A Chronicle of Renewal and Revival

Syria: ‘If there are no men to lead the church, I will do it!’

Mathild Sabbagh (26) returns to her hometown. She is the first female minister in Syria. Her town in northern Syria is surrounded by ISIS. Last year, her cousin was killed by Muslim extremists. Her brother who is also a pastor was kidnapped. In the middle of a war zone, she will lead the church. “I am not afraid, because I know I have a mission.”

Mathild is ready to leave for Syria. Her large black suitcase contains her whole life. It’s her last day in the Lebanese capital Beirut. This summer Mathild completed her master’s degree in theology. “Look, I received this official appointment from the synod yesterday, one day before my departure. Exactly on time”. Her nails are painted bright red. She is the first female minister in Syria. Her predecessor fled 2.5 years ago with his family to Sweden, as well as many other fellow citizens.

‘I believe in the mysterious growth of the Kingdom of God, even against the odds.’

“If there are no men who can lead the church at this time, I’ll do it!” Her voice sounds firm. Before the war her church still had almost 200 members, but today only 30 or 40 people have remained. ISIS has decimated the number of believers. “Some were killed, others fled. From my primary school friends no one stayed. Everybody’s gone. The war left our city shot to pieces and our entire community beaten apart.”

But it doesn’t keep Mathild from going back. She is more determined than ever, and feels a great sense of urgency. “I believe in the mysterious growth of the Kingdom of God, even against the odds. I go back to my church because I know I’m needed there. The church is like my own family. I’ve learned all my life that I can bring my talents to the church. So now I’ll bring what I have. Because if everyone leaves, then there is no church anymore in Syria!”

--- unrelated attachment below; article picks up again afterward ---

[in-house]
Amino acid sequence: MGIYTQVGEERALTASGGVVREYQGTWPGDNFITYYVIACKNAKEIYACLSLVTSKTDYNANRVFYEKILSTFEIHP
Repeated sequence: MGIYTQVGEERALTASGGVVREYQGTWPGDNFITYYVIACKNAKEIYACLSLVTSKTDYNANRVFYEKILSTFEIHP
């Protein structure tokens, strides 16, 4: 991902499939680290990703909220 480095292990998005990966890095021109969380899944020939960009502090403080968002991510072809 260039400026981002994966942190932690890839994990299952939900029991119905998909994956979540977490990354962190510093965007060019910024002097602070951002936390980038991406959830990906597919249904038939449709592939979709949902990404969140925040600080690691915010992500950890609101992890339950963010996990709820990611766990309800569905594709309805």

Mathild Sabbagh
She plans to preach every Sunday. There was no pastor who could do that in the past 2.5 years. “In addition, I want to focus on trauma counseling, especially for women and children. This particular group has been enormously hit, they hardly had time to breathe and recover. I want to pull them out of their homes and into counselling and support groups.”

‘The biggest challenge will be to not give hate a chance in my heart.’

Mathild’s uncle who is a headmaster in the same town, warned her to not be shocked when she comes back. “He says that all buildings have ruined, there is total chaos. There is no running water and no more electricity. Food is scarce, prices are sky high.” Mathild knows what she’s talking about, because in the past two years, she has been back in Syria regularly to preach the gospel in Sunday services.

“The biggest challenge will be to not give hate a chance in my heart. I am angry for all the wrongs that I have seen.” But she is not worried that something will happen to her. “My cousin was killed last year, her throat was cut by ISIS. Because she was a Christian, they carved a cross in her neck with a knife.”

Mathild wants to live in the place where she belongs. “Life is like a coin: you can spend it only once. That’s why I go back. The consequence that I will lose my life is real. But this is the city where I was born, here I belong. For anyone who wants to chase me away from here, I will be like a fish bone in the throat. I will ensure that ISIS cannot swallow me up.”

Source: Mathild Sabbagh, Church in Action
Joel News International 1009, Septembver 27, 2016







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